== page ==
Spoof voter emails targeting US Democratic voters were not the result of an election systems hack, according to security experts.
Last week Motherboard reported that Democrat voters in four swing states reported receiving emails warning them to vote for Donald Trump or “we will come after you”, purporting to be from far-right group Proud Boys.
US officials later said that Iran was behind the emails, with National Intelligence Director John Ratcliffe claiming that both Iran and Russia had obtained “some voter registration information”. Both countries deny this, with spokesman Alireza Miryousefi saying “Iran has no interest in interfering in the US election and no preference for the outcome.”
Ratcliffe said that the purpose of the spoof emails was to “confusion, sow chaos, and undermine your confidence in American democracy.”
US officials also said that Iran was behind the circulation of a video appearing to show that fraudulent ballots could be cast from abroad.
FBI Director Christopher Wray said:
“We are not going to tolerate foreign interference in our elections or any criminal activity that threatens the sanctity of your vote or undermines public confidence in the outcome of the election. When we see indications of foreign interference or federal election crimes, we’re going to aggressively investigate and work with our partners to quickly take appropriate action.”
However, researchers from Secureworks believe that the attack was not the result of a voter database breach but was instead engineered to appear that way.
Rather than being the result of sophisticated attack, some voter data is available on request and in some states voter registration information is publicly available, which could be used by an attacker to send spoof emails in the same way that attackers send spam or phishing emails.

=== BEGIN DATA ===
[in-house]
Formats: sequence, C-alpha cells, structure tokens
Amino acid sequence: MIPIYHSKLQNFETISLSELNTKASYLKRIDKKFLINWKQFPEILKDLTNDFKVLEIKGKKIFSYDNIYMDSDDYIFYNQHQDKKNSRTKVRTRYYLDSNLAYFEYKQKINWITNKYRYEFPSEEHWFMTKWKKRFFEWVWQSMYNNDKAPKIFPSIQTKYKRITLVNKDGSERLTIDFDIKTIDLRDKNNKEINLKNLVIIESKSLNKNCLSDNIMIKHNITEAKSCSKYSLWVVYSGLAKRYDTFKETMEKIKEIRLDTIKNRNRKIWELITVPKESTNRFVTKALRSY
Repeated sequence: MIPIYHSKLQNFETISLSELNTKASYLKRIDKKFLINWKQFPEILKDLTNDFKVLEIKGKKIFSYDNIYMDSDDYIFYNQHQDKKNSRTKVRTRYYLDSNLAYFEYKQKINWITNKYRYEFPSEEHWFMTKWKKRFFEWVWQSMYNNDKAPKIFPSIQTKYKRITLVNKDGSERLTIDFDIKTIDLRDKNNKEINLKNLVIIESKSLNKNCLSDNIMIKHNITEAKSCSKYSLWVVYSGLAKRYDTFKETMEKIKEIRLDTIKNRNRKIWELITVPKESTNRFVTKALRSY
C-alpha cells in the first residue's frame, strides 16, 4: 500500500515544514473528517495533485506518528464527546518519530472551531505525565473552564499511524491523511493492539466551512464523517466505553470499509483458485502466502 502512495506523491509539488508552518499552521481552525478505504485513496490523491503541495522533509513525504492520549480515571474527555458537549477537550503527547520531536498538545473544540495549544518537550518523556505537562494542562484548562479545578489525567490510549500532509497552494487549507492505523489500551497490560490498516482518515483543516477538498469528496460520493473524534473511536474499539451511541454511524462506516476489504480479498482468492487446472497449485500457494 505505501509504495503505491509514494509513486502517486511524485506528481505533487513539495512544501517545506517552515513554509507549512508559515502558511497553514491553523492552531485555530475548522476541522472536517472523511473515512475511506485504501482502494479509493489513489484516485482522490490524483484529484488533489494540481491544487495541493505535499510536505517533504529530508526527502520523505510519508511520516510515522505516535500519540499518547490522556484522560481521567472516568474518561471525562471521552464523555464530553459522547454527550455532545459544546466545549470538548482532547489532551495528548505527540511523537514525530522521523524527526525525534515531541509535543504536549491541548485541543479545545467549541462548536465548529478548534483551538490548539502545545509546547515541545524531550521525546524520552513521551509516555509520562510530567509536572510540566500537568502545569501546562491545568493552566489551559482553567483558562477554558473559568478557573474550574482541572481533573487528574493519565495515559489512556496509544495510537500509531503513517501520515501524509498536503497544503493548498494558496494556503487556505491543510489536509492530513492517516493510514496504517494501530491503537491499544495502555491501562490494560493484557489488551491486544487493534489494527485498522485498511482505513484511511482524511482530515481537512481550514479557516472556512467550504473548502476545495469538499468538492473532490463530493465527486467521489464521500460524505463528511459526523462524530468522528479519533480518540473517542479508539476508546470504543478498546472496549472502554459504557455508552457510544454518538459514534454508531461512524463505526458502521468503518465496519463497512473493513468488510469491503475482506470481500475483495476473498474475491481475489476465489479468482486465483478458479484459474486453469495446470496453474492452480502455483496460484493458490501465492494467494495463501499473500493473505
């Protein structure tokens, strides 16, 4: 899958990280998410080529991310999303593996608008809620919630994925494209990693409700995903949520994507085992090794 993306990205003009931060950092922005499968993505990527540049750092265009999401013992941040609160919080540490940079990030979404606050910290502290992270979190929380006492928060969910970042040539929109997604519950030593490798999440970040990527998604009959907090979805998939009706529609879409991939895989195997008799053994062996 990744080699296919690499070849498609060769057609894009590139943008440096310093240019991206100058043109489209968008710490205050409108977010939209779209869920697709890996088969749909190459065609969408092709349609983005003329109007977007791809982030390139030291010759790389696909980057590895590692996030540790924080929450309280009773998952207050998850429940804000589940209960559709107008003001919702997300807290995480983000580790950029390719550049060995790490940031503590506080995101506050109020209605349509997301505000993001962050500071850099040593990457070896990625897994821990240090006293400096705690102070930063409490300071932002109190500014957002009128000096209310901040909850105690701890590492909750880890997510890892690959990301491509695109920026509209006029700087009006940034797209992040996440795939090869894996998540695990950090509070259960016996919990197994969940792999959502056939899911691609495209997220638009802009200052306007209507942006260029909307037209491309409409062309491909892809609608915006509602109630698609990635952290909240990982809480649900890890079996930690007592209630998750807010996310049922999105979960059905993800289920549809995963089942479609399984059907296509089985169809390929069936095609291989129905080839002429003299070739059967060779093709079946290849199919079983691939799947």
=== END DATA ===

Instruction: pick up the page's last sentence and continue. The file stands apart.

Rafe Pilling, senior security researcher at Secureworks, said:
“Our analysis indicates the attack was simulated using infrastructure setup by the adversary—and not against a real voter registration database.
“The unusual thing about this campaign is the target set, theme, and inclusion of a contrived video showing a hack of a voter registration database. The messages were sent using compromised infrastructure from companies linked to Saudi Arabia, Estonia and United Arab Emirates. This is a common tactic for threat actors. In some cases, it appears that the threat actors had technical difficulties getting target-specific, personal information, to populate in their email templates, with only the variable name showing in the resulting message.
“This could indicate that aspects of the operation were rushed or not well-planned in advance. While the video shows the use of the sqlmap tool to compromise a voter registration database, some failures in the redaction reveal command lines that indicate the attack was simulated using infrastructure setup by the adversary—and not against a real voter registration database.”
However, Pilling still believes that the spoof voter emails could still affect voter confidence in the election:
“Regarding the intent of the campaign, Secureworks’ CTU researchers agree with the US Director of National Intelligence, the campaign’s aim is to create confusion, as well as fuel speculation and existing voter division, but not to influence specific voters. The real attack is on the United States’ democratic system with the intention to cast doubt over the integrity of the election process. This is illustrated by the inclusion of a link to a contrived video showing what appears to be fraudulent requests being submitted to the Federal Voting Assistance Program on-line portal.
“Since Iranian disinformation operations are usually focused on its domestic audience and neighbours in the Middle East, this is an unusual foray into American politics perhaps intended to test the waters and monitor the U.S. response. This statement only relates to the Iranian operation. The Russian activity is very different. And probably less directly election related.”